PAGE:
Kedoshim 5768 – Gilayon #547
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YOU SHALL NOT STEAL. YOU SHALL
NOT DENY FALSELY. YOU SHALL NOT LIE, ONE MAN TO HIS FELLOW.
You shall not steal – This is formulated in the plural in order to teach you that one who sees[an act of theft] and remains silent is a thief, just as is the person who took
possession of the stolen goods.
on Vayikra 19:11)
You shall not steal – …if it has said here, You shall not
steal, You shall not deny falsely, etc. in the singular, then these
words would be addressed to the individual, as are the Ten Commandments; they
would speak of literal theft, lying, and false swearing. Condemnation of those
sins is not the concern of the passage dealing with holiness. If one merely
avoids stealing and swearing falsely he remains far from being holy. However,
when these prohibitions are expressed in the plural they address the nation as
a whole. Now it becomes impossible to say that they refer to gross crimes,
since the entire nation or even a majority within it would not do such things. They
can only occur in any national society as isolated phenomena, and the whole of
the nation will move to counter them, using its sovereign powers. Rather, here
the Torah is talking about the kinds of theft, lies, and false swearing that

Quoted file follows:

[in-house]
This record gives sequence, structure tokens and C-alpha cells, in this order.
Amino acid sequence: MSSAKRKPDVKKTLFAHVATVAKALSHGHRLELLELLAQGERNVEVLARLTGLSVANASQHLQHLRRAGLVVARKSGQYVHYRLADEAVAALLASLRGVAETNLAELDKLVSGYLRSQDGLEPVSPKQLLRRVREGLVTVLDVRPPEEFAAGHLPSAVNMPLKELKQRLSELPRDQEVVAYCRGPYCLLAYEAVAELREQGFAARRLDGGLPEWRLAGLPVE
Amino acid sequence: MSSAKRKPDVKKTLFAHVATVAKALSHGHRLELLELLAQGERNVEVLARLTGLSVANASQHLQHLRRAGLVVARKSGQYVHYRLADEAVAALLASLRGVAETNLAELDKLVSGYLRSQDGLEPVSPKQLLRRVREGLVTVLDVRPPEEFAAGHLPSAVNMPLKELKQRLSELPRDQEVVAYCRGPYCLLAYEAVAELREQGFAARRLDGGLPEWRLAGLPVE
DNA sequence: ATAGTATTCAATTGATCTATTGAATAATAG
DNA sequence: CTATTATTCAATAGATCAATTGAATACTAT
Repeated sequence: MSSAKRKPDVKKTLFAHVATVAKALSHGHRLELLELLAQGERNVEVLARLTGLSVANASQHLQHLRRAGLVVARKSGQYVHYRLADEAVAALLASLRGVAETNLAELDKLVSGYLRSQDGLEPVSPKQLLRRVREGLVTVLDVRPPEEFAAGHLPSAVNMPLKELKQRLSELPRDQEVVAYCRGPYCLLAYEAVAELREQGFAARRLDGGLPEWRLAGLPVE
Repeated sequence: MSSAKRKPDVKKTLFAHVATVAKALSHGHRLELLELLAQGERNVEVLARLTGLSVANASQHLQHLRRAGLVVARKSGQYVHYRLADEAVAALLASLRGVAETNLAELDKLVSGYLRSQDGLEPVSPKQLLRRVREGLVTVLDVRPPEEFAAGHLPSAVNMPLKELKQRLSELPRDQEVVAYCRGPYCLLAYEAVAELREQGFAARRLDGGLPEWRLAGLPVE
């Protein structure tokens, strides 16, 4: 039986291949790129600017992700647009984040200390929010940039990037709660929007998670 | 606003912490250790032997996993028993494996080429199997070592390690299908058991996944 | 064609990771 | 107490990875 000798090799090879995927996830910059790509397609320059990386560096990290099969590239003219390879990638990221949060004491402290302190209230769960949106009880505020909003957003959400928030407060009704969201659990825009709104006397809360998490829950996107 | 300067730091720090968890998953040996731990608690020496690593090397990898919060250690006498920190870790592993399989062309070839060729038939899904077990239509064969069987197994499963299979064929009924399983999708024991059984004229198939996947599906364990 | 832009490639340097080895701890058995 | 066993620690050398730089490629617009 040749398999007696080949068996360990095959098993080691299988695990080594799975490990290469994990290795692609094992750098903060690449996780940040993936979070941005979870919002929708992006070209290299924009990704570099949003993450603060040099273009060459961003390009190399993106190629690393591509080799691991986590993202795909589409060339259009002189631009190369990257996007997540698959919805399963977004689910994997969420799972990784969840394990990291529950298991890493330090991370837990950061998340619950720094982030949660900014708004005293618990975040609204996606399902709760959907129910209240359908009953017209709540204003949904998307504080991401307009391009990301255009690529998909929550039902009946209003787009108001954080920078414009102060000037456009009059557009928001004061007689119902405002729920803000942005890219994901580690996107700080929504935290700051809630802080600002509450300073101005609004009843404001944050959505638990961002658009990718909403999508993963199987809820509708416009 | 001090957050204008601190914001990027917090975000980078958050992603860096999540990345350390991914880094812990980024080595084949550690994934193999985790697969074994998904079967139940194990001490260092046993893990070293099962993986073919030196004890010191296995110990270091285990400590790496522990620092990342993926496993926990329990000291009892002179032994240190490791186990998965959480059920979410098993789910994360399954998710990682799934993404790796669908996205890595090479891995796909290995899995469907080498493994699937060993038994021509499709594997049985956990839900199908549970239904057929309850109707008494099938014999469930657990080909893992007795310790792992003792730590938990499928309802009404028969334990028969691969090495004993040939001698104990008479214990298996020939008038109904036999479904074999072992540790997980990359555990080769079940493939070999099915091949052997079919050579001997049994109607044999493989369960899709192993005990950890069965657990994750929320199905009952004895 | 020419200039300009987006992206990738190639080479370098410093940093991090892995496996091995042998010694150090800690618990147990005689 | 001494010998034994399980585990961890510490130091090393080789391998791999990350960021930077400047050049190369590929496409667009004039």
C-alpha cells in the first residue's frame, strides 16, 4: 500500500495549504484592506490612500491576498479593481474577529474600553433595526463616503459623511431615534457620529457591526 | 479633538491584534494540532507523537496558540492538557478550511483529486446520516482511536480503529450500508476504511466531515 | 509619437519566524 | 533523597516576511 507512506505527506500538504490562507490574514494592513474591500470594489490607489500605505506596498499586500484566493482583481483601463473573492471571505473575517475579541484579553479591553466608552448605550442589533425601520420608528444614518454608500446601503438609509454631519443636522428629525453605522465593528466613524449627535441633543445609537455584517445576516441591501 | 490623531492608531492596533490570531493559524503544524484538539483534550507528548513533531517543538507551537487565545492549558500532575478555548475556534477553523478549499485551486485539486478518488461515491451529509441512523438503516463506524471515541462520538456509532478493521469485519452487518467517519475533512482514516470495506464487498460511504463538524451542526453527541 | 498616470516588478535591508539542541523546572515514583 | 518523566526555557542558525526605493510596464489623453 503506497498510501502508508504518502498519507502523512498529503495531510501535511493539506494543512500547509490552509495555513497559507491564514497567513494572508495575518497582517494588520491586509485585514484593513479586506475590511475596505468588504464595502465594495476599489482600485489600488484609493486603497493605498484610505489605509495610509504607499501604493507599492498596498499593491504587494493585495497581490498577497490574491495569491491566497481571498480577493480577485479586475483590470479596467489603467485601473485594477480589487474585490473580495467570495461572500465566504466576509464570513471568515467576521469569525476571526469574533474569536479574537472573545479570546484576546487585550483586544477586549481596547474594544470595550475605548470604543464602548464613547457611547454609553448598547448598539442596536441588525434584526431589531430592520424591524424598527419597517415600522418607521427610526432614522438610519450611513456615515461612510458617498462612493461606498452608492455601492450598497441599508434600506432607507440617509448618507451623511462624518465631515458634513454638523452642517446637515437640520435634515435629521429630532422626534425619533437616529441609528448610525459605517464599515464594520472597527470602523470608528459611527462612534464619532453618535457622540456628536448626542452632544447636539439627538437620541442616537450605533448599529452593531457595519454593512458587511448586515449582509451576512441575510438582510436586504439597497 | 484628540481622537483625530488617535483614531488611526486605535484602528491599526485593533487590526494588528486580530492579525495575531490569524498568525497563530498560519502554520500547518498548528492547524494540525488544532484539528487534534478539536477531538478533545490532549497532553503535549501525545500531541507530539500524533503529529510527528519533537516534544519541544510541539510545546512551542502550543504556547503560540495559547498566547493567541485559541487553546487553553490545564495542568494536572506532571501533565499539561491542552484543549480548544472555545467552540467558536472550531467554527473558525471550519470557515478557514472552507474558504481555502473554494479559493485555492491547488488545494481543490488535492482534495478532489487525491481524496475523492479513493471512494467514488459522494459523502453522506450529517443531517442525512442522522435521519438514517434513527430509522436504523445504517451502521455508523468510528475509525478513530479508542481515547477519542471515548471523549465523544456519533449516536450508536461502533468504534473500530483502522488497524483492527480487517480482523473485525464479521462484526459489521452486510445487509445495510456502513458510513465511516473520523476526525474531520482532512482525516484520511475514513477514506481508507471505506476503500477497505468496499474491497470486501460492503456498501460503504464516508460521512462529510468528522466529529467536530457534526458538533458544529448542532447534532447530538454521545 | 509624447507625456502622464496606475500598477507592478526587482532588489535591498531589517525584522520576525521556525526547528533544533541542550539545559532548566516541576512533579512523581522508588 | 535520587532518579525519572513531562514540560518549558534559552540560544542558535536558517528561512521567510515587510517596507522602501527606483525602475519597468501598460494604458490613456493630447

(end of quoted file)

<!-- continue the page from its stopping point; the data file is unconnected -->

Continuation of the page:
can seep into commercial and social life in general. They can even become the
dominant character of the nation – since everyone is involved with them they
lose the mark of disgrace associated with crimes. They even come to be thought
of as an art deserving praise and honor. However, in God's eyes they are lowly
and despicable, as are literal theft, lying, and false swearing. Here God's
word, which comes to sanctify His people, warns against them… that which is
true of commercial life is also true of social life. You shall not steal
includes "stealing knowledge" [genevat da'at = deliberately
creating a false impression]. An upright Jew will acquire a friend and gain his
fellowship – but he will not "steal" his heart.
S.R. Hirsch, ad loc)
You shall be holy – on Human Responsibility and the Meaning of the
Kedoshim begins with the command: Speak to the entire congregation of the
children of Israel, and say to them, You shall be holy, for I, the Lord,
your God, am holy (Vayikra 19:2). This
command and the command, And you
shall do that which is just and good in the eyes of God (Devarim 6:18) are stylistically
different from the other commands found in the Torah. The latter make concrete
demands and their practical significance is clear, while the former are